Table 6 displays a comparison of paired images (pre-and post-contrast) to pre-contrast images with respect to the proportion of patients who had paired image scores that were greater “better”, or same/worse “not better” than the pre-contrast scores and with respect to the difference in the mean patient level visualization score. Across the three readers 56% to 94% of patients had improved lesion visualization for paired images compared to pre-contrast images. DOTAREM provided a statistically significant improvement for all three primary visualization components. More lesions were seen on the paired images than the pre-contrast images.

Table 6: Study A. Improvement in Patient-level Lesion Visualization Scores, Paired versus Pre-contrast Imagesa

Lesion Scores Reader 1
n = 231
Reader 2
n = 232
Reader 3
n = 237
Border Delineation
  Better 195 (84%) 215 (93%) 132 (56%)
  Not Better 28 (12%) 7 (3%) 88 (37%)
  Missing 8 (4%) 10 (4%) 17 (7%)
  Difference in Mean Scoreb 2.26* 2.89* 1.17*
Internal Morphology
  Better 218 (94%) 214 (93%) 187 (79%)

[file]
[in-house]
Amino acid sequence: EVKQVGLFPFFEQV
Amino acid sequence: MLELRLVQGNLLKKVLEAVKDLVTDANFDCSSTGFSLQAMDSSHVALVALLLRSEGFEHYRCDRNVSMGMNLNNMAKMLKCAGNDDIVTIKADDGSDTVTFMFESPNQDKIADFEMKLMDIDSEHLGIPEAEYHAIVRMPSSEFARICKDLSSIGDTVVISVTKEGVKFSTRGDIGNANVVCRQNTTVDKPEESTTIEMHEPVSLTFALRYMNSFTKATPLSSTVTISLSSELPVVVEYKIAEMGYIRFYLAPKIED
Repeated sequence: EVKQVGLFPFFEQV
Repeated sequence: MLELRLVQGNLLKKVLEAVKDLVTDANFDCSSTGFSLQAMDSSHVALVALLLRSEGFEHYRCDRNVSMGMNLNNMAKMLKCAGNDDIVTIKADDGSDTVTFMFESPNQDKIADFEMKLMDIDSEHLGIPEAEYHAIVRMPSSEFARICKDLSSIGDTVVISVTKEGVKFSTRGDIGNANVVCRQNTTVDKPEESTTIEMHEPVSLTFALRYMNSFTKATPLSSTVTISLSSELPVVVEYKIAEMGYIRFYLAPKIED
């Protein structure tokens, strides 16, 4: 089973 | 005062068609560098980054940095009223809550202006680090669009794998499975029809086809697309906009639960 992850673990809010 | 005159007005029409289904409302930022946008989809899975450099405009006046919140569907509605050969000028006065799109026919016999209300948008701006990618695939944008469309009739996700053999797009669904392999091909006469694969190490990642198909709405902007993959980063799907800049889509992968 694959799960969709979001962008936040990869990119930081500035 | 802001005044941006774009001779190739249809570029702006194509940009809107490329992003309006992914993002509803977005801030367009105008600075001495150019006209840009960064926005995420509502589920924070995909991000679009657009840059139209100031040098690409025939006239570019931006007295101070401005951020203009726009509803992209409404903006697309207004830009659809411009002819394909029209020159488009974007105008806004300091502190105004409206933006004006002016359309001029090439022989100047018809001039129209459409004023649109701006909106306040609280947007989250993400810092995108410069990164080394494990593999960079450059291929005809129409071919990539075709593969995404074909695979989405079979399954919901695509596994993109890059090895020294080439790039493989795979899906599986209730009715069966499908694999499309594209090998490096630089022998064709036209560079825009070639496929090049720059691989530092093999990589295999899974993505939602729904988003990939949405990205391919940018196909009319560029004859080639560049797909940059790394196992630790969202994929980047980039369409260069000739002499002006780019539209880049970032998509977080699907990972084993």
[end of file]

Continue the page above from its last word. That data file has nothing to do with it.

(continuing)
Not Better 5 (2%) 8 (3%) 33 (14%)
  Missing 8 (4%) 10 (4%) 17 (7%)
  Difference in Mean Scoreb 2.74* 2.75* 1.54*
Contrast Enhancement
  Better 208 (90%) 216 (93%) 208 (88%)
  Not Better 15 (6%) 6 (3%) 12 (5%)
  Missing 8 (4%) 10 (4%) 17 (7%)
  Difference in Mean Scoreb 3.09* 3.69* 2.92*
a Better: number of patients with paired (pre-and post-contrast) score greater than the pre-contrast score Not better: number of patients with paired score same as or worse than the pre-contrast score Missing: number of patients with missing score
b Difference = paired mean score minus pre-contrast mean score
*Statistically significant improvement by paired t-test

In secondary analyses, post-contrast images were improved in comparison to pre-contrast images. DOTAREM lesion visualization scores were similar to those for gadopentetate dimeglumine. DOTAREM imaging results in the pediatric patients were also similar to those seen in adults.

In a second clinical trial (Study B), MR images were reread from 150 adult patients with known CNS lesions who had participated in previously conducted clinical trial. DOTAREM administration and image interpretation was performed in the same manner as in Study A. Similar to Study A, this trial also demonstrated improved lesion visualization with DOTAREM.

Last reviewed on RxList: 4/5/2013
This monograph has been modified to include the generic and brand name in many instances.